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Education Lab is a project to spark meaningful conversations about education solutions in the Pacific Northwest.

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January 9, 2015 at 5:00 AM

Charter school operator eyes church in West Seattle

A charter group opening two high schools in the Seattle area this fall has its eyes on a third location in West Seattle, though a charter for the school has not yet been approved.

Summit Public Schools co-founder and CEO Diane Tavenner said her group is starting early on plans to turn a West Seattle church building into a high school in the hopes that its application for another charter is approved this year.

“To have a facility up and running and available, you have to start the facility process before the charter process,” Tavenner said in an interview Tuesday.

Summit is working with Los Angeles-based Pacific Charter School Development to purchase and remodel the building at 9601 35th Ave. SW, which has been home to Freedom Church of Seattle. The sale is expected to close in two to three months, Tavenner said. Pacific Charter School Development is listed as the pending owner on a site plan submitted to the city of Seattle, which shows several additions to the building that, according to Tavenner, was a grocery store before it was a church.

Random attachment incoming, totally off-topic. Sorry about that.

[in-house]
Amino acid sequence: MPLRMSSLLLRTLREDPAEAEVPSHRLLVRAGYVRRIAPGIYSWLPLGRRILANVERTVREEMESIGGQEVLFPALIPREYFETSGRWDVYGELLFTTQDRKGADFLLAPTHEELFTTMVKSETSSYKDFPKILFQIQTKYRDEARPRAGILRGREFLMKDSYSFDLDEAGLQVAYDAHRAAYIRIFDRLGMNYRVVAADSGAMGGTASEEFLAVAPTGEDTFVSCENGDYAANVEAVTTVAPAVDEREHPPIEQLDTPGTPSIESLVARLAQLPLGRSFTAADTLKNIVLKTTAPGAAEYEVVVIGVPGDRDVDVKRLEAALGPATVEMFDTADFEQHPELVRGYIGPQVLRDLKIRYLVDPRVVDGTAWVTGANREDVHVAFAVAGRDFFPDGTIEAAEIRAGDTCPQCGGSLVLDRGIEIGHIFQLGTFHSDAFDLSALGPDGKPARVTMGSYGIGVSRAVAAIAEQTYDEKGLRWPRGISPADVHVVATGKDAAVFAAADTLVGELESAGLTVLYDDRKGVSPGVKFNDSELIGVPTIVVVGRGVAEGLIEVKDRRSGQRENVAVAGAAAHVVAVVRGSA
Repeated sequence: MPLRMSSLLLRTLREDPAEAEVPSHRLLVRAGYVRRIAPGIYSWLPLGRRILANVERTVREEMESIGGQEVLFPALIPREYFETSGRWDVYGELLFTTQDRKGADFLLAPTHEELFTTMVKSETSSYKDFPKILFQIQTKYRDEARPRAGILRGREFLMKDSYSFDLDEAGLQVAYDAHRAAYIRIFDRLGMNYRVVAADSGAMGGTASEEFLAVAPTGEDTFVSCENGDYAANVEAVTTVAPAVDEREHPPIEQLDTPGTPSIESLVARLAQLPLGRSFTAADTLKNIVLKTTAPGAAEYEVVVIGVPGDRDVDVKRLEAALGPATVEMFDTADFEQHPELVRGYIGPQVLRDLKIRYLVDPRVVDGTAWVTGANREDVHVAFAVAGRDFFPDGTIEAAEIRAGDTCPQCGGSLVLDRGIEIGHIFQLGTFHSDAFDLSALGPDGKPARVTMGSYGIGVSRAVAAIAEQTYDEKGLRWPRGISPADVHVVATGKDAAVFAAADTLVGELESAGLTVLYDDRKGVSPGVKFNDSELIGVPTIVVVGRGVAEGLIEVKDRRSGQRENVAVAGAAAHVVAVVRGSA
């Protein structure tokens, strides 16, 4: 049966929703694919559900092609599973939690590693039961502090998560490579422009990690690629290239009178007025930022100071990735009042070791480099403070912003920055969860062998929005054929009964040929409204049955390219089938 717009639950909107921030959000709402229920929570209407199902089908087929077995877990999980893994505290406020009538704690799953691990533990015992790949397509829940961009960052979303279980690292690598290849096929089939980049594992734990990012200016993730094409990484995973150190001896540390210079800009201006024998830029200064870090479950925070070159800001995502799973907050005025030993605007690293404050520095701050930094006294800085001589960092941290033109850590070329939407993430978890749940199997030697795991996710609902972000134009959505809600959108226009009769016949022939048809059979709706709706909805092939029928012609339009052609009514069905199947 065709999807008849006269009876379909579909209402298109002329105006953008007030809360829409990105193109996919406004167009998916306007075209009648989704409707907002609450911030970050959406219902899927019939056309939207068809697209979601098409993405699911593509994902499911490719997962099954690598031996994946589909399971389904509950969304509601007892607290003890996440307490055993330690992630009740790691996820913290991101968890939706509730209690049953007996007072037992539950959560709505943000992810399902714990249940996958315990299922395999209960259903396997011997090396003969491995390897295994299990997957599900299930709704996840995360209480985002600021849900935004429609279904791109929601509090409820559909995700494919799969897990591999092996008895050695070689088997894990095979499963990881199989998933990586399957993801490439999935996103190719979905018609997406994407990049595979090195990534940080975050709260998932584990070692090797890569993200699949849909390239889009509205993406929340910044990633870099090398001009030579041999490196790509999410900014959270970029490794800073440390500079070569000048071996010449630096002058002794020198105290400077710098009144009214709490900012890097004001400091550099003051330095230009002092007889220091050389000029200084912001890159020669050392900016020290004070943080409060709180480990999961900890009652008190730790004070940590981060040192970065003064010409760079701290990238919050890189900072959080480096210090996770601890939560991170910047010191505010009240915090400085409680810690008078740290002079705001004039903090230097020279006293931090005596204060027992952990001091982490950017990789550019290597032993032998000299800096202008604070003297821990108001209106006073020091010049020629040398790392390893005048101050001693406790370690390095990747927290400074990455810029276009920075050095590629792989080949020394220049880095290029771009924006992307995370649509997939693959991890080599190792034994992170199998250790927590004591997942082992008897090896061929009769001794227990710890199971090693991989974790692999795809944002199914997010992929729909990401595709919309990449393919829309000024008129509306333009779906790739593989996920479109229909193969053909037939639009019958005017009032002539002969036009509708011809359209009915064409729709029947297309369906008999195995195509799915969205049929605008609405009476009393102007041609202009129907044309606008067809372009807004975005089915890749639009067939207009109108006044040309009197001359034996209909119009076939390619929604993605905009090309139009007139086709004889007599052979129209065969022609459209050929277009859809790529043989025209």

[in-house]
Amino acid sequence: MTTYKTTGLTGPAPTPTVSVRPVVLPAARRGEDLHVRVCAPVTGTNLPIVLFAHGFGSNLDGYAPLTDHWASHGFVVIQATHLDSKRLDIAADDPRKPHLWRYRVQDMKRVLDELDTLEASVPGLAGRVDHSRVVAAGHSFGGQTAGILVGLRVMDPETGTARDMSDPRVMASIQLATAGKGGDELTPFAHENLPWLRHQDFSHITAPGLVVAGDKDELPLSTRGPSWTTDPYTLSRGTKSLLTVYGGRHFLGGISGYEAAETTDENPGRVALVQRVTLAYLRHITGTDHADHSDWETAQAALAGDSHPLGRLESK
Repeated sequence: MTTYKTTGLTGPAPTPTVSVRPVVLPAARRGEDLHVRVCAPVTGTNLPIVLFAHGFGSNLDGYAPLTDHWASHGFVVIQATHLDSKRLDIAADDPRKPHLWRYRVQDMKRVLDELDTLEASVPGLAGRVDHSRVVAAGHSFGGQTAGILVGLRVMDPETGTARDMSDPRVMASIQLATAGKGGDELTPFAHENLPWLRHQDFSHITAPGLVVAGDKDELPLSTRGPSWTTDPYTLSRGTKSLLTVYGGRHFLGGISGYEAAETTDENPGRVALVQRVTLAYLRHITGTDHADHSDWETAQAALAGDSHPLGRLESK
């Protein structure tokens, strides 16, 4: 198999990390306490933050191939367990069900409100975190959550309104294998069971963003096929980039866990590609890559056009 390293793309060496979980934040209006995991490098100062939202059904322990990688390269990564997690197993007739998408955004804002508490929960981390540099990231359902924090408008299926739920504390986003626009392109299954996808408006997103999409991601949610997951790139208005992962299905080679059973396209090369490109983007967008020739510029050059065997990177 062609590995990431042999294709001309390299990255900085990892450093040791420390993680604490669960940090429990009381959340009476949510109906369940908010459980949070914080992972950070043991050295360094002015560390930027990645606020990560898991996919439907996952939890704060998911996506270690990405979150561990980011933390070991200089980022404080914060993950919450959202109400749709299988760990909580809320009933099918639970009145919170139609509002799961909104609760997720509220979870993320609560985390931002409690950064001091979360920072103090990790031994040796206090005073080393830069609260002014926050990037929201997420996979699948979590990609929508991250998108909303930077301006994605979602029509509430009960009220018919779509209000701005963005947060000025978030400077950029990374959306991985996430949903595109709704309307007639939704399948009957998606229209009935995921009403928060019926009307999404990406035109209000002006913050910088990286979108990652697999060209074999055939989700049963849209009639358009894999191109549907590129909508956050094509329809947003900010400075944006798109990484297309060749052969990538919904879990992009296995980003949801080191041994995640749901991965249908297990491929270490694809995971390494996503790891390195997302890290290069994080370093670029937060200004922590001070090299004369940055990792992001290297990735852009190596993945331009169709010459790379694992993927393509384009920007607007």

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Comments | More in News | Topics: Charter school, Summit Public Schools, West Seattle

December 31, 2014 at 5:00 AM

Some education news to watch for in the upcoming year